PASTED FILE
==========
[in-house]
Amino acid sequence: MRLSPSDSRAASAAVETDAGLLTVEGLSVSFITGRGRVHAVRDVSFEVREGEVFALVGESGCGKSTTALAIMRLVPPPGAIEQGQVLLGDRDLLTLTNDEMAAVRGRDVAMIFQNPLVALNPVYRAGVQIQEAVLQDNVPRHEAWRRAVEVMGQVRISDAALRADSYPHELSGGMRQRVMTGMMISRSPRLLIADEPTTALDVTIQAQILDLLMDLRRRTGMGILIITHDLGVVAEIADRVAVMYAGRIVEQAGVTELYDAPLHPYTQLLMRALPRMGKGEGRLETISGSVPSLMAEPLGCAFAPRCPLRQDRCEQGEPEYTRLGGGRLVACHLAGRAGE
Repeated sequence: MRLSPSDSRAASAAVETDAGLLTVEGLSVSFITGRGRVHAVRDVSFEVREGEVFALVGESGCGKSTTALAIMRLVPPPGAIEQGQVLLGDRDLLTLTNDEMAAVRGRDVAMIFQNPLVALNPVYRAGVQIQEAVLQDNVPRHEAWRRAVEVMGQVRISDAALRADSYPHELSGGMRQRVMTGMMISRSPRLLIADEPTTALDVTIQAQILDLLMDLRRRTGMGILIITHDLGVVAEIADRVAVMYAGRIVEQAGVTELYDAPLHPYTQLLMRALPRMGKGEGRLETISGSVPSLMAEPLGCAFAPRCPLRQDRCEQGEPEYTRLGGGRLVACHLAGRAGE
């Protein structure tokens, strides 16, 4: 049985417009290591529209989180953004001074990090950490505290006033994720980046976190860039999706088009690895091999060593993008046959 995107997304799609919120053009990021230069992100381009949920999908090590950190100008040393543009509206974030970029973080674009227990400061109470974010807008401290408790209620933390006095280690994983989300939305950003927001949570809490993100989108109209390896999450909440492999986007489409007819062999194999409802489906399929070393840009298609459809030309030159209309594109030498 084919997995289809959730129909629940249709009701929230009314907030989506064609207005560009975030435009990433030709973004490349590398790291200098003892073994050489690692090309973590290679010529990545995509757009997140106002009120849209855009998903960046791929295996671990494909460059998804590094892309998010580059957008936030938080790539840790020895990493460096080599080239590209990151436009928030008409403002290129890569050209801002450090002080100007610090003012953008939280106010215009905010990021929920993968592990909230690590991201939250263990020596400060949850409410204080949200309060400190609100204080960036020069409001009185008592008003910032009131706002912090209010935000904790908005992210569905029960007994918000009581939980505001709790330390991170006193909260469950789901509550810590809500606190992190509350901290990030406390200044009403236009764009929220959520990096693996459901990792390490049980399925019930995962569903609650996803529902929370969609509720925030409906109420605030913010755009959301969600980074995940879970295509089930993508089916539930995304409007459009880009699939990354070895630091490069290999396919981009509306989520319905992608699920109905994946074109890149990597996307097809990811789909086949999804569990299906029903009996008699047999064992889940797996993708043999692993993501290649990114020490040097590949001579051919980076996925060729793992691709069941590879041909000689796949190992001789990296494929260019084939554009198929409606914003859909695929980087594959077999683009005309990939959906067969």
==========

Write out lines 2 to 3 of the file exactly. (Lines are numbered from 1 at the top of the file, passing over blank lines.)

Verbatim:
Amino acid sequence: MRLSPSDSRAASAAVETDAGLLTVEGLSVSFITGRGRVHAVRDVSFEVREGEVFALVGESGCGKSTTALAIMRLVPPPGAIEQGQVLLGDRDLLTLTNDEMAAVRGRDVAMIFQNPLVALNPVYRAGVQIQEAVLQDNVPRHEAWRRAVEVMGQVRISDAALRADSYPHELSGGMRQRVMTGMMISRSPRLLIADEPTTALDVTIQAQILDLLMDLRRRTGMGILIITHDLGVVAEIADRVAVMYAGRIVEQAGVTELYDAPLHPYTQLLMRALPRMGKGEGRLETISGSVPSLMAEPLGCAFAPRCPLRQDRCEQGEPEYTRLGGGRLVACHLAGRAGE
Repeated sequence: MRLSPSDSRAASAAVETDAGLLTVEGLSVSFITGRGRVHAVRDVSFEVREGEVFALVGESGCGKSTTALAIMRLVPPPGAIEQGQVLLGDRDLLTLTNDEMAAVRGRDVAMIFQNPLVALNPVYRAGVQIQEAVLQDNVPRHEAWRRAVEVMGQVRISDAALRADSYPHELSGGMRQRVMTGMMISRSPRLLIADEPTTALDVTIQAQILDLLMDLRRRTGMGILIITHDLGVVAEIADRVAVMYAGRIVEQAGVTELYDAPLHPYTQLLMRALPRMGKGEGRLETISGSVPSLMAEPLGCAFAPRCPLRQDRCEQGEPEYTRLGGGRLVACHLAGRAGE